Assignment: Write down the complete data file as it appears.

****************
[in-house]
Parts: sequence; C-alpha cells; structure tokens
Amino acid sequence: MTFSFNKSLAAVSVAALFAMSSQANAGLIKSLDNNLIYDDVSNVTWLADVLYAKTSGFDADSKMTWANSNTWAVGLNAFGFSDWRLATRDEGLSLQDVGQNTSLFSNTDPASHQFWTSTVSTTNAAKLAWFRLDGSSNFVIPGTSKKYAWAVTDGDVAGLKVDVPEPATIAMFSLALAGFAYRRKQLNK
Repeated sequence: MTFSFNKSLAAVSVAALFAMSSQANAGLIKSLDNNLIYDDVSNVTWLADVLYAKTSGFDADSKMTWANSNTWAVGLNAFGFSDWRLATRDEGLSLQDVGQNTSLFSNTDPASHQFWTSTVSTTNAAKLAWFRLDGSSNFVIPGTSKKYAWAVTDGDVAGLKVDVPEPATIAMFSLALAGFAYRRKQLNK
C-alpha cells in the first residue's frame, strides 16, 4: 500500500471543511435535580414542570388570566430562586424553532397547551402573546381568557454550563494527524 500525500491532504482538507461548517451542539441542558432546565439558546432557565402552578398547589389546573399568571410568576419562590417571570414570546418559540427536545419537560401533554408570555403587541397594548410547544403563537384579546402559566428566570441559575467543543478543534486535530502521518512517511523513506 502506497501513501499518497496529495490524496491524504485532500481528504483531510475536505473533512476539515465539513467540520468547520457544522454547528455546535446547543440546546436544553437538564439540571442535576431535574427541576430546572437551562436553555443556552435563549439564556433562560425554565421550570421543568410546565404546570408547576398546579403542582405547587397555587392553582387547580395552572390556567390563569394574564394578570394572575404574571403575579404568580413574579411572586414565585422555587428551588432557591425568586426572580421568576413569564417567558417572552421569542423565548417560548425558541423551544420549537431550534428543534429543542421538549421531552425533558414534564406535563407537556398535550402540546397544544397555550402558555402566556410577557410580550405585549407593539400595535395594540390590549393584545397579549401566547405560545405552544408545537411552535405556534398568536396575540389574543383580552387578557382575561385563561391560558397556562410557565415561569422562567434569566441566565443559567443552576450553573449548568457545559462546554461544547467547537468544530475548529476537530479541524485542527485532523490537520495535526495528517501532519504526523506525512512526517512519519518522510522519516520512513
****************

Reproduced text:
[in-house]
Parts: sequence; C-alpha cells; structure tokens
Amino acid sequence: MTFSFNKSLAAVSVAALFAMSSQANAGLIKSLDNNLIYDDVSNVTWLADVLYAKTSGFDADSKMTWANSNTWAVGLNAFGFSDWRLATRDEGLSLQDVGQNTSLFSNTDPASHQFWTSTVSTTNAAKLAWFRLDGSSNFVIPGTSKKYAWAVTDGDVAGLKVDVPEPATIAMFSLALAGFAYRRKQLNK
Repeated sequence: MTFSFNKSLAAVSVAALFAMSSQANAGLIKSLDNNLIYDDVSNVTWLADVLYAKTSGFDADSKMTWANSNTWAVGLNAFGFSDWRLATRDEGLSLQDVGQNTSLFSNTDPASHQFWTSTVSTTNAAKLAWFRLDGSSNFVIPGTSKKYAWAVTDGDVAGLKVDVPEPATIAMFSLALAGFAYRRKQLNK
C-alpha cells in the first residue's frame, strides 16, 4: 500500500471543511435535580414542570388570566430562586424553532397547551402573546381568557454550563494527524 500525500491532504482538507461548517451542539441542558432546565439558546432557565402552578398547589389546573399568571410568576419562590417571570414570546418559540427536545419537560401533554408570555403587541397594548410547544403563537384579546402559566428566570441559575467543543478543534486535530502521518512517511523513506 502506497501513501499518497496529495490524496491524504485532500481528504483531510475536505473533512476539515465539513467540520468547520457544522454547528455546535446547543440546546436544553437538564439540571442535576431535574427541576430546572437551562436553555443556552435563549439564556433562560425554565421550570421543568410546565404546570408547576398546579403542582405547587397555587392553582387547580395552572390556567390563569394574564394578570394572575404574571403575579404568580413574579411572586414565585422555587428551588432557591425568586426572580421568576413569564417567558417572552421569542423565548417560548425558541423551544420549537431550534428543534429543542421538549421531552425533558414534564406535563407537556398535550402540546397544544397555550402558555402566556410577557410580550405585549407593539400595535395594540390590549393584545397579549401566547405560545405552544408545537411552535405556534398568536396575540389574543383580552387578557382575561385563561391560558397556562410557565415561569422562567434569566441566565443559567443552576450553573449548568457545559462546554461544547467547537468544530475548529476537530479541524485542527485532523490537520495535526495528517501532519504526523506525512512526517512519519518522510522519516520512513